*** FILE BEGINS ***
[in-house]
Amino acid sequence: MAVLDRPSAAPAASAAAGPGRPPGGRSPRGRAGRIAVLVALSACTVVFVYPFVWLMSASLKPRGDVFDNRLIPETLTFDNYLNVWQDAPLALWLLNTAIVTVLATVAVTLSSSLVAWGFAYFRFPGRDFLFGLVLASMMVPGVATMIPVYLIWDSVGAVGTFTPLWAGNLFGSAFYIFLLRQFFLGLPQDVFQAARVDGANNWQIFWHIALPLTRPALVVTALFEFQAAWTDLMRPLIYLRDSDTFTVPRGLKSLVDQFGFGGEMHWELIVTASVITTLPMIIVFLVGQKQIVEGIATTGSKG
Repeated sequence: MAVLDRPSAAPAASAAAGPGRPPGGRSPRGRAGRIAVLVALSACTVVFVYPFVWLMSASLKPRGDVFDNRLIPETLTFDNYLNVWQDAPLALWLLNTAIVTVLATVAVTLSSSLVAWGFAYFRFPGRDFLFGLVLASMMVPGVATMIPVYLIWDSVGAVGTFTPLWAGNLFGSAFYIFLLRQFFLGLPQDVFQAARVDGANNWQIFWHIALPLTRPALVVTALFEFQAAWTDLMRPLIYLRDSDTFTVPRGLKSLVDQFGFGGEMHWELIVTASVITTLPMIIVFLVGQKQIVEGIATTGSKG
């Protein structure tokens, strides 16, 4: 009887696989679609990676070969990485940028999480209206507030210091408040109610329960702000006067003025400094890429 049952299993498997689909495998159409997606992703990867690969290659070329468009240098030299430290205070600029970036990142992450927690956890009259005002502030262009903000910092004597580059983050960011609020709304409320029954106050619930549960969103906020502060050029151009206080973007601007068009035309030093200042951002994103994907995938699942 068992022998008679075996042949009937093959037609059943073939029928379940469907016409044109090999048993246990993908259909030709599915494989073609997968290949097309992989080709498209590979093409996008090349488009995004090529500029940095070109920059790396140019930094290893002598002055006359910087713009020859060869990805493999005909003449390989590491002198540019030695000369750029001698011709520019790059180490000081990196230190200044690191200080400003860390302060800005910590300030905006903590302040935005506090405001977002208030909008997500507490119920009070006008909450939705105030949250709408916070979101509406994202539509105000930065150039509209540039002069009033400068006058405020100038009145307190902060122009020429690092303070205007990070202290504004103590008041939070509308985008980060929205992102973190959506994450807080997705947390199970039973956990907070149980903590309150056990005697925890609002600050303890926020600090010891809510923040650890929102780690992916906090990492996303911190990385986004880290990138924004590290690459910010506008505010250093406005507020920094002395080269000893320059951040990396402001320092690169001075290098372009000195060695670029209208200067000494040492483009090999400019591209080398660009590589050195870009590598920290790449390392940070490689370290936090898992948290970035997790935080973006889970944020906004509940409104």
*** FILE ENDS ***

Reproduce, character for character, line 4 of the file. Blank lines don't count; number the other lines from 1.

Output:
């Protein structure tokens, strides 16, 4: 009887696989679609990676070969990485940028999480209206507030210091408040109610329960702000006067003025400094890429 049952299993498997689909495998159409997606992703990867690969290659070329468009240098030299430290205070600029970036990142992450927690956890009259005002502030262009903000910092004597580059983050960011609020709304409320029954106050619930549960969103906020502060050029151009206080973007601007068009035309030093200042951002994103994907995938699942 068992022998008679075996042949009937093959037609059943073939029928379940469907016409044109090999048993246990993908259909030709599915494989073609997968290949097309992989080709498209590979093409996008090349488009995004090529500029940095070109920059790396140019930094290893002598002055006359910087713009020859060869990805493999005909003449390989590491002198540019030695000369750029001698011709520019790059180490000081990196230190200044690191200080400003860390302060800005910590300030905006903590302040935005506090405001977002208030909008997500507490119920009070006008909450939705105030949250709408916070979101509406994202539509105000930065150039509209540039002069009033400068006058405020100038009145307190902060122009020429690092303070205007990070202290504004103590008041939070509308985008980060929205992102973190959506994450807080997705947390199970039973956990907070149980903590309150056990005697925890609002600050303890926020600090010891809510923040650890929102780690992916906090990492996303911190990385986004880290990138924004590290690459910010506008505010250093406005507020920094002395080269000893320059951040990396402001320092690169001075290098372009000195060695670029209208200067000494040492483009090999400019591209080398660009590589050195870009590598920290790449390392940070490689370290936090898992948290970035997790935080973006889970944020906004509940409104």